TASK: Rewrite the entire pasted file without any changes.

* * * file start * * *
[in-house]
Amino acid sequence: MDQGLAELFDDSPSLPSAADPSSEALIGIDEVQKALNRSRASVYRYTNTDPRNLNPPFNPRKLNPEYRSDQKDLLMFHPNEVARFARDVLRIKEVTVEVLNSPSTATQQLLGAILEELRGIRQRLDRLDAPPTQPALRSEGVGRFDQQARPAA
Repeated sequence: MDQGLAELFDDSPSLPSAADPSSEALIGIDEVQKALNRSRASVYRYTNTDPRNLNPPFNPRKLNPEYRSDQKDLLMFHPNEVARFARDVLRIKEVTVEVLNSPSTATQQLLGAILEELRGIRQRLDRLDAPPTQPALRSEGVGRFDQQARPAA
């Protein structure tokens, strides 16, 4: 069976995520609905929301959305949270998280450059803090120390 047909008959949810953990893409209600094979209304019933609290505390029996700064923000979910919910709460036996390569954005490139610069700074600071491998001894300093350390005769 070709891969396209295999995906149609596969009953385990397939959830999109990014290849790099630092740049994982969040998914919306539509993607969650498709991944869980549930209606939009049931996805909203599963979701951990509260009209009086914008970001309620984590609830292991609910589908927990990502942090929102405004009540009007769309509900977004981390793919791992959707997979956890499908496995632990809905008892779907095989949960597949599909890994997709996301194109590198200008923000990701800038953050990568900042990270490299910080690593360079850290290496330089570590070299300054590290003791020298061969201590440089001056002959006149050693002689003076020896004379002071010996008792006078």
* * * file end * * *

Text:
[in-house]
Amino acid sequence: MDQGLAELFDDSPSLPSAADPSSEALIGIDEVQKALNRSRASVYRYTNTDPRNLNPPFNPRKLNPEYRSDQKDLLMFHPNEVARFARDVLRIKEVTVEVLNSPSTATQQLLGAILEELRGIRQRLDRLDAPPTQPALRSEGVGRFDQQARPAA
Repeated sequence: MDQGLAELFDDSPSLPSAADPSSEALIGIDEVQKALNRSRASVYRYTNTDPRNLNPPFNPRKLNPEYRSDQKDLLMFHPNEVARFARDVLRIKEVTVEVLNSPSTATQQLLGAILEELRGIRQRLDRLDAPPTQPALRSEGVGRFDQQARPAA
């Protein structure tokens, strides 16, 4: 069976995520609905929301959305949270998280450059803090120390 047909008959949810953990893409209600094979209304019933609290505390029996700064923000979910919910709460036996390569954005490139610069700074600071491998001894300093350390005769 070709891969396209295999995906149609596969009953385990397939959830999109990014290849790099630092740049994982969040998914919306539509993607969650498709991944869980549930209606939009049931996805909203599963979701951990509260009209009086914008970001309620984590609830292991609910589908927990990502942090929102405004009540009007769309509900977004981390793919791992959707997979956890499908496995632990809905008892779907095989949960597949599909890994997709996301194109590198200008923000990701800038953050990568900042990270490299910080690593360079850290290496330089570590070299300054590290003791020298061969201590440089001056002959006149050693002689003076020896004379002071010996008792006078």